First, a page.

Since 1930, natural hot water has been used to heat buildings and homes in Reykjavik. In the late 1960s a new Energy Fund, which combined the former Electricity Fund and the Geothermal Fund, was established to further increase the use of geothermal resources in the country. Loans were granted to companies for geothermal exploration and drilling. These were transformed into grants if drilling failed to produce the expected results (C40 Cities, 2008b).
In 1990, the city built the Nesjavellir geothermal station 27km away to provide hot water for the Reykjavik area by heating freshwater with geothermal steam and hot water exchangers. In 1998, the power plant began operations with two 30MW steam turbines. In 2001, a third turbine was installed and the plant enlarged from a capacity of 90MW to 120MW in 2005; today total generation is 674GWh. The latest is a second, 90MW plant, built in 2006 at Hellisheidi (C40 Cities, 2008b).
The energy crisis of the 1970s prompted the national government to develop cheaper and cleaner energy and thus increase Iceland’s security by reducing its dependence on fossil fuel imports (NATO, 2001). The crisis also triggered a new research project by the University of Iceland into hydrogen as transportation fuel. The plan was to transform all of the country’s vehicle fleet (cars, trucks, buses) as well as fishing fleet to hydrogen internal combustion and hydrogen fuel cell power. Iceland’s abundant sources of renewable energy and experience in exploiting geothermal resources made it the best location to develop a hydrogen technology not fed by fossil fuels (BRASS, 2008).
By 1998, the government had introduced a national hydrogen policy, supported by the university, which had developed and marketed the research gained in hydrogen production. Because there was no precedent for fuel cell technology using hydrogen or developing vehicles to run on hydrogen in Iceland, the country promoted itself abroad as the perfect ‘testing ground’ for this type of research, over time attracting interest from a variety of overseas companies. There were even plans with Japanese partners to develop a hydrogen shipping project (BRASS, 2008).
In 2003, the world’s first hydrogen refuelling station was opened on the site of a conventional gas station in Reykjavik. From 2003 to 2008, four hydrogen buses operated as part of Reykjavik’s public transport system, funded by the EU through the ECTOS/CUTE programme (BRASS, 2008). This allowed for several assessments in relation to the technical performance of buses, the effectiveness of hydrogen infrastructure in Iceland, and the socioeconomic and environmental implications of using hydrogen as an energy source. By 2005, another hydrogen fuel station was in operation producing hydrogen on site through electrolysis. It is envisaged that by mid-2009, around 30 hydrogen-powered vehicles will be in use (Orkuveita Reykjavikur, 2008).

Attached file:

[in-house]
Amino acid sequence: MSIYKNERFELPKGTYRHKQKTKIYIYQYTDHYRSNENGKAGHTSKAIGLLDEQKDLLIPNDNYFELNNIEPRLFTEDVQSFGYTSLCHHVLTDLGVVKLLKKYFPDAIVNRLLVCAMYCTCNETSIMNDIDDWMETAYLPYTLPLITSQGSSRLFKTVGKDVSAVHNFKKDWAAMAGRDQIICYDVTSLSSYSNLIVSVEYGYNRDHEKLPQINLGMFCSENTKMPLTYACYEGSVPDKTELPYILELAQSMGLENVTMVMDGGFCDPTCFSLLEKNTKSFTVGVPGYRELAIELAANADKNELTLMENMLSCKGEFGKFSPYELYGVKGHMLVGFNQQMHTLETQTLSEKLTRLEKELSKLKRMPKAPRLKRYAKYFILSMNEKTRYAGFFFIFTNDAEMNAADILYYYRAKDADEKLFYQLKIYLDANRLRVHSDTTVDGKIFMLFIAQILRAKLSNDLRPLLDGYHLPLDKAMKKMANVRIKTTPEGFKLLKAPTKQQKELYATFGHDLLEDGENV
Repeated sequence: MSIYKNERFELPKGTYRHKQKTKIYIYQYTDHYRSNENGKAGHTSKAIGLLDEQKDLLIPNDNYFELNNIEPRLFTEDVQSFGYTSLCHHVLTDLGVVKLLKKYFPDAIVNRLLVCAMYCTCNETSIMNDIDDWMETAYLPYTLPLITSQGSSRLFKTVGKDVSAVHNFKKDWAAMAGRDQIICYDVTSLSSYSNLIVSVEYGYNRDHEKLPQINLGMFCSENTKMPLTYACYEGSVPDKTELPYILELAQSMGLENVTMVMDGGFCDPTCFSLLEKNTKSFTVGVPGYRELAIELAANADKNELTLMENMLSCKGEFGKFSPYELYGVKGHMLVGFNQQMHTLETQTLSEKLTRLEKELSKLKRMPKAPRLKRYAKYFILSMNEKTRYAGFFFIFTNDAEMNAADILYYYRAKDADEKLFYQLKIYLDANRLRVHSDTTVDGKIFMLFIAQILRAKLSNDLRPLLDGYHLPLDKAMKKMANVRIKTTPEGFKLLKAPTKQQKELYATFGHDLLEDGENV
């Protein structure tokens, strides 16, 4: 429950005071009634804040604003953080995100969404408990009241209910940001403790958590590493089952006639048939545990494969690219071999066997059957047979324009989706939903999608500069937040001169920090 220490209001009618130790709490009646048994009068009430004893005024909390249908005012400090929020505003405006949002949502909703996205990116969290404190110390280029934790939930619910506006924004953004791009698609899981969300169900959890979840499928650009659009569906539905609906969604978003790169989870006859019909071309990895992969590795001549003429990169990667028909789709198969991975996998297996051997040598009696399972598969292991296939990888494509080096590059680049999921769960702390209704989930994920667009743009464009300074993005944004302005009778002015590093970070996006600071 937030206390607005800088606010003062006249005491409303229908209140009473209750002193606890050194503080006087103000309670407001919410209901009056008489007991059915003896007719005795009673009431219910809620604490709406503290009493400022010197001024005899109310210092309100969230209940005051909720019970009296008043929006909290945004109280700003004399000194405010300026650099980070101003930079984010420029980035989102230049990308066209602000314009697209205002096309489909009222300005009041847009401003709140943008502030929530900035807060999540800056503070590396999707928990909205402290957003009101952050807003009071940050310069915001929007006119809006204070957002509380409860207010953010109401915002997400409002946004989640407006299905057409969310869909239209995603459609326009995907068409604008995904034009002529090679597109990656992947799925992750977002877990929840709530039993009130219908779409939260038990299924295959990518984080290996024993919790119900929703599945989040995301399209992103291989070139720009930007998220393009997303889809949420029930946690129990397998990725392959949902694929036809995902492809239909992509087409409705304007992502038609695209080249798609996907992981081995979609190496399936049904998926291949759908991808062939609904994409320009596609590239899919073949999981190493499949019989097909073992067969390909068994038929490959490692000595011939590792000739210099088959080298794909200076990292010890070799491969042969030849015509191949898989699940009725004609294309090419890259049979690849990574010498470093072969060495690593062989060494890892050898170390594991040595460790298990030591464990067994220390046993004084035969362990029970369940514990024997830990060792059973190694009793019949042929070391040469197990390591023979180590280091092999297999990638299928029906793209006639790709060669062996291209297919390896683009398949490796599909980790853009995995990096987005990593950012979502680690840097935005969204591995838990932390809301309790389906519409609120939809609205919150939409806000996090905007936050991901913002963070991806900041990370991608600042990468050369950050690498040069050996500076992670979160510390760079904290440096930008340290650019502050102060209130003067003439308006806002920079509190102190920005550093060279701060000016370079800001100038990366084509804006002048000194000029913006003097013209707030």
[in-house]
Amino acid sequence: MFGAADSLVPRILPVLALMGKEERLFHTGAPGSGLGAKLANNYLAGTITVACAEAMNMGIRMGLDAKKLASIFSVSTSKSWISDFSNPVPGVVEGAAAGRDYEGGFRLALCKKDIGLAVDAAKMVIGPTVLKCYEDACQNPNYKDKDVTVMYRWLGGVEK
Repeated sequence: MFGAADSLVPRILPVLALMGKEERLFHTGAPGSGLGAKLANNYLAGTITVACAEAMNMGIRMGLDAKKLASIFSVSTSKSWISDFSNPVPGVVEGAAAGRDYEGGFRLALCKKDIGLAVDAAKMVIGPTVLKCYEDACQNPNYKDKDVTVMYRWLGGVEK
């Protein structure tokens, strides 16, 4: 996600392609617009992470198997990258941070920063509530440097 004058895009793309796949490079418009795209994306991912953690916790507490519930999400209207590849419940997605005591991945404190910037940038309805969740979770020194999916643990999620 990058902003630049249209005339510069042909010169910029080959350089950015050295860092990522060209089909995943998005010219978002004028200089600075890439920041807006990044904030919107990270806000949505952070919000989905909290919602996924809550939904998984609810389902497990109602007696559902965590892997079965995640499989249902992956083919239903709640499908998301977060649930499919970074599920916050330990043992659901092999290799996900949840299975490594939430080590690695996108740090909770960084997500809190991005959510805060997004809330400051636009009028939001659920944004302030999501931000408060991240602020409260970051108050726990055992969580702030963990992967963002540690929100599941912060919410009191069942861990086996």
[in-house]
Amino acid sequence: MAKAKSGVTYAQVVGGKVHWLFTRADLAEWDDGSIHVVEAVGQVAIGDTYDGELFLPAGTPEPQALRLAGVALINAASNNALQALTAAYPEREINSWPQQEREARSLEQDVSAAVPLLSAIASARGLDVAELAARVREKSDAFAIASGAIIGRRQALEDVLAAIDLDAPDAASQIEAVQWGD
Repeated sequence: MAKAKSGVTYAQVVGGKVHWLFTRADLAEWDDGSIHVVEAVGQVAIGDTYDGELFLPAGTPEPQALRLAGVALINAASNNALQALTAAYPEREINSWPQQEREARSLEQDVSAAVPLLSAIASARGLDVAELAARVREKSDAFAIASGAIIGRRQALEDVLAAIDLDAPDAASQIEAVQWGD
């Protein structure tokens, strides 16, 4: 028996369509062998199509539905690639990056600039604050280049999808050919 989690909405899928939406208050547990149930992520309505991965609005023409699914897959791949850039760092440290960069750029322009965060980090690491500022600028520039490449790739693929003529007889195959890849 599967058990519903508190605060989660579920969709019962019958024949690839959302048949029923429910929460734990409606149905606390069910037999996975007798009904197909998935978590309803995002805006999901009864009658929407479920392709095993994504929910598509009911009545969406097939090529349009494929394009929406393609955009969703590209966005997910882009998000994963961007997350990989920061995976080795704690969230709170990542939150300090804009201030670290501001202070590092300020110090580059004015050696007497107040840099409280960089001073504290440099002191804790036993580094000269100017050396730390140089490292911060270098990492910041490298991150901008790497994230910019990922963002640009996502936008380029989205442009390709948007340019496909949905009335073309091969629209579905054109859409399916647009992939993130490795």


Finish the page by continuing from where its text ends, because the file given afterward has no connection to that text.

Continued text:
In addition to hydrogen-based vehicles, there are 50 CNG vehicles, 46 bifuel vehicles and 4 dedicated heavy-duty natural gas vehicles in operation in Iceland. The bio-methane comes from Reykjavik’s landfill site, operated by the waste management company SORPA (Orkuveita Reykjavikur, 2008).
The UN University Geothermal Training Program (UNU-GTP) and Iceland’s National Energy Authority established a training programme in 1968 to help countries with significant geothermal resources build specialists on geothermal exploration and sustainable development via specialized training. By 2005, 338 scientists and engineers from 39 countries had completed training. Today UNU-GTP graduates are among the leading specialists in geothermal R&D.
A research fund was set up by the local utility, Reykjavik Energy in collaboration with the universities in Iceland’s capital for energy and environmental research. Each year Reykjavik Energy contributes approximately 0.5 per cent of its revenues towards the fund, as an addition to the initial capital contribution of ISK100 million ($783,700) (Orkuveita Reykjavikur, 2008).